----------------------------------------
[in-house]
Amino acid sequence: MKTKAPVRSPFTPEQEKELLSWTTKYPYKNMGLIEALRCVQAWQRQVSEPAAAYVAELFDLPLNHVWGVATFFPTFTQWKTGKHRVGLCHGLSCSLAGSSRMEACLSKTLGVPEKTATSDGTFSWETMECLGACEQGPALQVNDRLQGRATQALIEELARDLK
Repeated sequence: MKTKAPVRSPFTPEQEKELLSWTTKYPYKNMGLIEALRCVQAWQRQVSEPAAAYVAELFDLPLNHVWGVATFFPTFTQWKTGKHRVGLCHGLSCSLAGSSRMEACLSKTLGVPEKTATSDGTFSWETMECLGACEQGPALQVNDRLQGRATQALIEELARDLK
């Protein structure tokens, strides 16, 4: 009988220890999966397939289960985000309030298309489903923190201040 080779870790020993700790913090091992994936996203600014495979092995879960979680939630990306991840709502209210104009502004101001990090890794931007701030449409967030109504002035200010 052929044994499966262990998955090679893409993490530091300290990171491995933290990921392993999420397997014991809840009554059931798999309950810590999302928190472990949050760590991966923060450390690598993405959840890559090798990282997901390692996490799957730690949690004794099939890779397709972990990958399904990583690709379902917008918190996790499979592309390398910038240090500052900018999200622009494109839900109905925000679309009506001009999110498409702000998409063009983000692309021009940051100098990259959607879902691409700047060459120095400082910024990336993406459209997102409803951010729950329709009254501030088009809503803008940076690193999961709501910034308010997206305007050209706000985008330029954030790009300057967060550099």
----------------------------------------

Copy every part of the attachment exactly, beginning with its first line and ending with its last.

[in-house]
Amino acid sequence: MKTKAPVRSPFTPEQEKELLSWTTKYPYKNMGLIEALRCVQAWQRQVSEPAAAYVAELFDLPLNHVWGVATFFPTFTQWKTGKHRVGLCHGLSCSLAGSSRMEACLSKTLGVPEKTATSDGTFSWETMECLGACEQGPALQVNDRLQGRATQALIEELARDLK
Repeated sequence: MKTKAPVRSPFTPEQEKELLSWTTKYPYKNMGLIEALRCVQAWQRQVSEPAAAYVAELFDLPLNHVWGVATFFPTFTQWKTGKHRVGLCHGLSCSLAGSSRMEACLSKTLGVPEKTATSDGTFSWETMECLGACEQGPALQVNDRLQGRATQALIEELARDLK
């Protein structure tokens, strides 16, 4: 009988220890999966397939289960985000309030298309489903923190201040 080779870790020993700790913090091992994936996203600014495979092995879960979680939630990306991840709502209210104009502004101001990090890794931007701030449409967030109504002035200010 052929044994499966262990998955090679893409993490530091300290990171491995933290990921392993999420397997014991809840009554059931798999309950810590999302928190472990949050760590991966923060450390690598993405959840890559090798990282997901390692996490799957730690949690004794099939890779397709972990990958399904990583690709379902917008918190996790499979592309390398910038240090500052900018999200622009494109839900109905925000679309009506001009999110498409702000998409063009983000692309021009940051100098990259959607879902691409700047060459120095400082910024990336993406459209997102409803951010729950329709009254501030088009809503803008940076690193999961709501910034308010997206305007050209706000985008330029954030790009300057967060550099």